The Dobbs decision opens the door to a future where we may be motivated less from fear of our neighbor than the hope of living in harmony. This society may move away from distant bureaucracies as sole arbiters of meaning. It would recognize shared interests between families, businesses, environments, individuals, and churches. It would see natural law rather than bottom lines as the arbiter of the good. Dobbs provides the groundwork for liberalism after liberalism: for the bonds between us to also be protected from tyranny.

Natural law was usurped in 1973 and has been defied ever since by an anti-democratic project of social engineering. But a democratic republic need not be in perpetual war against truth. We can once again conceive of authority as something objective, reached by a people motivated by love, not fear. Then those states and communities which decide to protect life at all ages will have the opportunity to invite others to say the ancient words: “See how they love one another.”

IV. Love in the Time of Post-Liberalism

Modern liberalism has facilitated the formation of monopolies in almost every field of human endeavor. Because it has been rooted in the fear fomented during the 17th century, it centered a fear of neighbor, a fear of community, a fear of faith, a fear of responsibility at its core. With decreasing connections to the most precious things in most people’s lives, it instead found its lifeblood in the lowest common denominator of values: trade.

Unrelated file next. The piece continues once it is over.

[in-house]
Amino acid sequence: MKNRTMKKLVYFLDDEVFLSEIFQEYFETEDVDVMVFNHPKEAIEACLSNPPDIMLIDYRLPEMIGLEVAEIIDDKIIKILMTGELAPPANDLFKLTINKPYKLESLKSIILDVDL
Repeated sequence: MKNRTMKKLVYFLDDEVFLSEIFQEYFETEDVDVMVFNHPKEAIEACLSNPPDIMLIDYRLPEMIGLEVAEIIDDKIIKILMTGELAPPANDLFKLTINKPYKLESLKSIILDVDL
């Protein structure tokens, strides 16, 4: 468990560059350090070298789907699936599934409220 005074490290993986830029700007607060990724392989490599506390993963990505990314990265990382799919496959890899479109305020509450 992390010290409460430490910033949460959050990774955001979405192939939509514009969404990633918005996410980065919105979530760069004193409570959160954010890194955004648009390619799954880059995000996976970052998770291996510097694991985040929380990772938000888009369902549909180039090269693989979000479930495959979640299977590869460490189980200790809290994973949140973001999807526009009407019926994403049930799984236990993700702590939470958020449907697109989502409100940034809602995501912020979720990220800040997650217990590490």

By restoring the hard work of democracy and legislating to communities, we move to what should be the dream of post-liberalism: not a society remembering fear of their intolerant neighbor but a society “leaning in” to discourse. A society learning to talk and study with one another, not outsourcing that job to the would-be managers of utopia.

Dialogue in the social media age doesn’t exist, only a parody of it. We have platforms, not discussions. There are millions of women living in fear and rage. Millions of women who have been hurt. These primal screams of rage are shocking, but, for followers of Christ, we should remember these are people in true pain.

Abortion is the triumph of fear. Fear leads to every kind of sin. And fear builds technocracy to insult us from risk. Abortion sought to remove the other, who causes fear. Pregnancy resource centers were a beautiful way to support women with an alternative vision. Now, with Dobbs, we have an opportunity to renew this witness to love over fear. However misguided, there are millions who have been told by utopians that Dobbs is an existential threat that will sacrifice them to the feared other. They are afraid, and they are in pain.

In the spirit of Dobbs, brave individuals rooted in love of Christ could consider what it would mean to engage in the lost art of conversation. To hold forums where they do seek not to argue but to witness. Rooted truly in a belief that abortion is the ending of a human life and the triumph of fear, they could meet the sufferers with the loving silence displayed by Christ before Pontius Pilate. They could offer to hold their hands when they wept. And when all the tears were spent, they could work to build a path to a society not of a million little fences extending even to the womb, but one which centers the vulnerable and teaches them not to be afraid.